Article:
But, I say, I didn’t know she’d ever been a lesbian. MacLaine is happy to send herself up and has written jokes about herself for talk shows. “That wouldn’t necessarily mean that we were women lovers,” she fires back. “I could have been a man and so could she. We make too much of sex. Good God, sex has become a weapon of mass destruction.”
She orders a veggie burger but can’t decide if she wants fries or salad. She wants half of each. The waitress says that’s not allowed. MacLaine looks at her, through her. She gets both. She once said: “I don’t know what it’s like to not have what I want. But there again, I don’t want too much.”
Last time we met she was wearing a wig. It looked perfect but maybe a little hot. “Yeah, it was too much trouble. Today I put on this scarf [multicoloured – green, red purple]. I thought it would detract. What it detracts from I’m not sure. I feel, though, that I’ve given up on façade. I live in New Mexico but it’s been a bad winter and my asthma has meant that I’ve been in Malibu these past three months and I’ve worn the same workout pants every day except for this. This is for you.” I tell her in that case I’m honoured for the return of façade. “You should be,” she says, and means it.
MacLaine talks about Downton as if she’s a fan, as opposed to one of its stars. “And what about what’s-his-name who died in the last 30 seconds?” she says, referring to Matthew, played by Dan Stevens, who quit the show at the end of series three.
“Julian has either on purpose or inadvertently appealed to the time tolerance of the internet generation,” she continues. “He has got 15 or so characters and gives them two-and-a-half minutes apiece. We don’t have to get bored. We don’t have to wonder. He just cuts away.”
Does she think of her Downton character as a kindred spirit? Martha is outspoken, a liberal thinker, ahead of her time and very forward. “That sounds like a description of me, so, yes,” she says. “And she’s kind to people, she wants to help and to change, like in her relationship with Lord Grantham. She wanted to help him to change.”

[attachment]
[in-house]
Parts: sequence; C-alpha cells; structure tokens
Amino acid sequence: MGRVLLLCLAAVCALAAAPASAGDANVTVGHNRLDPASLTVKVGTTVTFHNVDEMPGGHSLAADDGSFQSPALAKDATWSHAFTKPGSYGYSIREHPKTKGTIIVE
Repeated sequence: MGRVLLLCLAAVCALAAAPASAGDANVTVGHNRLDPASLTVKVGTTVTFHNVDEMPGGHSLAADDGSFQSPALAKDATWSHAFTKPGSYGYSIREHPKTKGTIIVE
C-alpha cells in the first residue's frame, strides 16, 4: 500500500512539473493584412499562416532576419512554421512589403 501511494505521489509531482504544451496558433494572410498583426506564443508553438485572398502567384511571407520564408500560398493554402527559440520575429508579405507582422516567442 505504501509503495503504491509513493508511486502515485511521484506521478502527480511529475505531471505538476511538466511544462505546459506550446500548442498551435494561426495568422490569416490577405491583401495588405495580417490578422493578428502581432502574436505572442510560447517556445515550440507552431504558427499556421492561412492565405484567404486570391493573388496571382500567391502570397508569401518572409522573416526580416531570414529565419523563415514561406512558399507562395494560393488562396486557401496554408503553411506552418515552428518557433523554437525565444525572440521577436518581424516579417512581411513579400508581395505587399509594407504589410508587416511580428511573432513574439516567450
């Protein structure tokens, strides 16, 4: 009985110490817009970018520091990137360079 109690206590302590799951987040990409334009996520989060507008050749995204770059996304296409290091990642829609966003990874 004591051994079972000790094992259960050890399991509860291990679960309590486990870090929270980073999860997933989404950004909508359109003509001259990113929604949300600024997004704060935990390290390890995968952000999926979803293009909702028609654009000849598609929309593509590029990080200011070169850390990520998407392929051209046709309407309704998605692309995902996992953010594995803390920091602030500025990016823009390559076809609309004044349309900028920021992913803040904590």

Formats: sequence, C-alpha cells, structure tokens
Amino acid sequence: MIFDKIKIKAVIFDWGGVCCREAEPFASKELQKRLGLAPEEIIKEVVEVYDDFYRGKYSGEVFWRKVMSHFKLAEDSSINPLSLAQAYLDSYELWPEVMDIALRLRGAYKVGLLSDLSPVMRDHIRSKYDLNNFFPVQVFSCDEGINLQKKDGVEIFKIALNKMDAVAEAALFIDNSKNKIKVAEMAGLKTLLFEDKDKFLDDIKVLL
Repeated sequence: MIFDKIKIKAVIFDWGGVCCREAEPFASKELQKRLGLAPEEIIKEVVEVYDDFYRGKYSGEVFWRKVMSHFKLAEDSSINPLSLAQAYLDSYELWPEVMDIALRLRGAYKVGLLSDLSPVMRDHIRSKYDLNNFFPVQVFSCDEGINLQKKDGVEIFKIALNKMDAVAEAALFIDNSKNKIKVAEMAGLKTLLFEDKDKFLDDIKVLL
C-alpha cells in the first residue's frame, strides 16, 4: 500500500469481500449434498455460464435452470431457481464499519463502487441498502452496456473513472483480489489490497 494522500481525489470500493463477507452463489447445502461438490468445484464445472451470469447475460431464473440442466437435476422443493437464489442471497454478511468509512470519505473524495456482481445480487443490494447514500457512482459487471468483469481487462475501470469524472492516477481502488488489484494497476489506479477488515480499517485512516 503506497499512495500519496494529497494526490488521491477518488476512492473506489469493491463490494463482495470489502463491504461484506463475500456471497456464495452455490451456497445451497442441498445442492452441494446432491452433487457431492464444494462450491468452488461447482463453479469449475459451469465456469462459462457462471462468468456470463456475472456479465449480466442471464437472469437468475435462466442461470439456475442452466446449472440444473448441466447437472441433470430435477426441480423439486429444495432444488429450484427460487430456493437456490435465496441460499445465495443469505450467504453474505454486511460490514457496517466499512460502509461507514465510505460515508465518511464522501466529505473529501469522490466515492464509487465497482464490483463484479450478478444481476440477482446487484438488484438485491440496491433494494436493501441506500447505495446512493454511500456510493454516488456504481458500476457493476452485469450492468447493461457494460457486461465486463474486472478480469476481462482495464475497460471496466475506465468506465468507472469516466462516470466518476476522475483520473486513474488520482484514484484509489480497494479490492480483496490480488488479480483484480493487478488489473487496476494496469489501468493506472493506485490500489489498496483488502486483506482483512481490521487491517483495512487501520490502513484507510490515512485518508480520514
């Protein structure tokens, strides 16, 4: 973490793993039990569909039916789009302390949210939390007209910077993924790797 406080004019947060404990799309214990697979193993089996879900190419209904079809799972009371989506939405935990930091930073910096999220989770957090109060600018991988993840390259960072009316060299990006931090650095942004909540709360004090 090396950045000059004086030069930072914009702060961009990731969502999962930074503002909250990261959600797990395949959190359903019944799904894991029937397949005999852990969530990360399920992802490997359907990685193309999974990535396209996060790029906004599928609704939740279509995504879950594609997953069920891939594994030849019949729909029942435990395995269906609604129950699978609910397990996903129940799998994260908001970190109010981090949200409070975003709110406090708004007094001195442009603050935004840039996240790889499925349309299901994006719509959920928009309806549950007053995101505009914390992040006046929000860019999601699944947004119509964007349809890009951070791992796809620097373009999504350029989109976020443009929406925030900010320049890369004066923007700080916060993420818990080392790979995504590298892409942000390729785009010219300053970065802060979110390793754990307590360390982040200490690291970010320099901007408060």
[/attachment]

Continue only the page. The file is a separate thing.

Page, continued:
When I first met MacLaine, around eight years ago she was not particularly excited by the kind of parts she was being offered. Downton seems to have changed all of that. Her new film, Bernie, by Richard Linklater, director of Dazed and Confused, is a brilliant dark comedy and it sounds like MacLaine and her co-star Black forged a great friendship. But, despite having a good time on the film, the actress couldn’t care less about plugging it.
Instead, we return to the subject of love. Has she ever been in a relationship where she was as possessive and demanding as her character in Bernie? “What, you mean in life? I don’t know the meaning of possessive!” she says.
She was, indeed, always a free spirit, sometimes perceived as a dangerous one. She pokes around at her chips. In her fifties she had a facelift. You are not supposed to have a mobile face while your stitches are in. She managed to ruin hers having a giant orgasm. She smiles wildly as she remembers. “He was a composer. He was bisexual, and I knew it, and he didn’t love me at all.”
Was he monogamous while they were together?
“Oh, I really don’t know. I don’t think it would bother me, really. I’ve never really had sexual jealousy. Well, maybe once. If they sneak around I don’t like it. It’s the sneaking part that I don’t like.”
I wonder if her lovers took advantage of the fact that she wasn’t sexually possessive. “Well, so what?” she says with her “nothing’s going to hurt me” look. “I really don’t think I would have minded. Usually, I didn’t have to test out that theory because they were too busy with me and I’m a handful. But you know, that’s an interesting question about possessing another person.” She’s still thinking about it.
“I was never possessive with my husband or him with me. That’s why I had so many affairs when I was married.” It also had something to do with the fact that the husband, Parker, lived for much of the time in Japan while MacLaine pursued her acting career in America.
“Most of the men I was with wanted to get married. I was married already and stayed that way precisely so it wouldn’t become an issue.”
Was it also, maybe, to ensure she didn’t fall too hard in love, go too far? “What’s too far?”
When you make yourself vulnerable? She once said she’d kill someone if she thought they were going to break her heart. “Oh, I’m not there yet,” she laughs. And when she laughs her whole face twinkles.
She says her husband really was the love of her life but had no understanding of the need for the institution of marriage. I had read it ended because he spent large amounts of her money. “Not really. He put it into projects that he thought were worthwhile but without asking. But when we divorced he didn’t want anything. It really was just over.”